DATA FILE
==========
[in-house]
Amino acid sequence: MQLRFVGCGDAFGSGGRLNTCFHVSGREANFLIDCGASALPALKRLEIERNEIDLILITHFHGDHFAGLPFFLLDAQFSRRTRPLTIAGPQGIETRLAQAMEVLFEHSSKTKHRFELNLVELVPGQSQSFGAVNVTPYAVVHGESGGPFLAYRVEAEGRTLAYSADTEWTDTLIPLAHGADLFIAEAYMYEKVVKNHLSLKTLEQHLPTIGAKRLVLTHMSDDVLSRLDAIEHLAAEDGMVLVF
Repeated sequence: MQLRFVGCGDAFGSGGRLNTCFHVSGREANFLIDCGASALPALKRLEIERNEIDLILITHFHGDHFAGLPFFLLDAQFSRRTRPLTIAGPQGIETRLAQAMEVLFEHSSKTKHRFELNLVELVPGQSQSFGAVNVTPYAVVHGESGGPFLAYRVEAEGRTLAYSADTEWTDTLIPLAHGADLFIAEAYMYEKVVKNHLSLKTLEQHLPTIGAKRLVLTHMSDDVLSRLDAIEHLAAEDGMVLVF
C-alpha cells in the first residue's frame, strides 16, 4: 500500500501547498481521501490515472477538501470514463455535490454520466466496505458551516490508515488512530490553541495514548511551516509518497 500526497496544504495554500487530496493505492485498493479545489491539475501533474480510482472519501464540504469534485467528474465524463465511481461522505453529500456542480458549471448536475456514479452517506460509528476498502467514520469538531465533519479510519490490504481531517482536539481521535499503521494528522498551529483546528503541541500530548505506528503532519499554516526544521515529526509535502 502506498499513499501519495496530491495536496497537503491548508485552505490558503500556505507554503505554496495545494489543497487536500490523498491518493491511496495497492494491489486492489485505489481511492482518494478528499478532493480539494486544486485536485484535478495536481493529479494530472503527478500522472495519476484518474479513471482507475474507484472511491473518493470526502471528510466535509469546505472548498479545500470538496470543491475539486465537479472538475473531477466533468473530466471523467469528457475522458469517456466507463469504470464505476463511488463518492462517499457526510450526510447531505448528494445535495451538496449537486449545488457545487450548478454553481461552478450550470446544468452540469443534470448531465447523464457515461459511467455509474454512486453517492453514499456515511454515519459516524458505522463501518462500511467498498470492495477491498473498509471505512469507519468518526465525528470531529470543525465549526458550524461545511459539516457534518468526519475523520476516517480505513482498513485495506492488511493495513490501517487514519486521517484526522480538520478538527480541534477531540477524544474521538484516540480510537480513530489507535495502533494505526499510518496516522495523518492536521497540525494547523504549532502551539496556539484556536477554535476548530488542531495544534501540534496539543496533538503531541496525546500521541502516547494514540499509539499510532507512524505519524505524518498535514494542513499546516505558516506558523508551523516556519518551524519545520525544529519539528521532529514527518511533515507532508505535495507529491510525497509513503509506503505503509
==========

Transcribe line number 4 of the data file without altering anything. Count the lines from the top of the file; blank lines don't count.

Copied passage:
C-alpha cells in the first residue's frame, strides 16, 4: 500500500501547498481521501490515472477538501470514463455535490454520466466496505458551516490508515488512530490553541495514548511551516509518497 500526497496544504495554500487530496493505492485498493479545489491539475501533474480510482472519501464540504469534485467528474465524463465511481461522505453529500456542480458549471448536475456514479452517506460509528476498502467514520469538531465533519479510519490490504481531517482536539481521535499503521494528522498551529483546528503541541500530548505506528503532519499554516526544521515529526509535502 502506498499513499501519495496530491495536496497537503491548508485552505490558503500556505507554503505554496495545494489543497487536500490523498491518493491511496495497492494491489486492489485505489481511492482518494478528499478532493480539494486544486485536485484535478495536481493529479494530472503527478500522472495519476484518474479513471482507475474507484472511491473518493470526502471528510466535509469546505472548498479545500470538496470543491475539486465537479472538475473531477466533468473530466471523467469528457475522458469517456466507463469504470464505476463511488463518492462517499457526510450526510447531505448528494445535495451538496449537486449545488457545487450548478454553481461552478450550470446544468452540469443534470448531465447523464457515461459511467455509474454512486453517492453514499456515511454515519459516524458505522463501518462500511467498498470492495477491498473498509471505512469507519468518526465525528470531529470543525465549526458550524461545511459539516457534518468526519475523520476516517480505513482498513485495506492488511493495513490501517487514519486521517484526522480538520478538527480541534477531540477524544474521538484516540480510537480513530489507535495502533494505526499510518496516522495523518492536521497540525494547523504549532502551539496556539484556536477554535476548530488542531495544534501540534496539543496533538503531541496525546500521541502516547494514540499509539499510532507512524505519524505524518498535514494542513499546516505558516506558523508551523516556519518551524519545520525544529519539528521532529514527518511533515507532508505535495507529491510525497509513503509506503505503509